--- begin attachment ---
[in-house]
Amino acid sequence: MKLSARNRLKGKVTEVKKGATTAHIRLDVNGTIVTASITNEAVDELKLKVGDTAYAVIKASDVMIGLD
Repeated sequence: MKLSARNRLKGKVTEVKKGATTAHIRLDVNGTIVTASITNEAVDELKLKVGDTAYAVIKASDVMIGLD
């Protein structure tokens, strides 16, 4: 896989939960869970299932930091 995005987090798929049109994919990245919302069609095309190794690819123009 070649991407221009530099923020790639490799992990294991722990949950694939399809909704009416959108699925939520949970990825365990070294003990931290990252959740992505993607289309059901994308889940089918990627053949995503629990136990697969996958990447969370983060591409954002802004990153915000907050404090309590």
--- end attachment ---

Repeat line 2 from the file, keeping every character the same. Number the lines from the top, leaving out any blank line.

Amino acid sequence: MKLSARNRLKGKVTEVKKGATTAHIRLDVNGTIVTASITNEAVDELKLKVGDTAYAVIKASDVMIGLD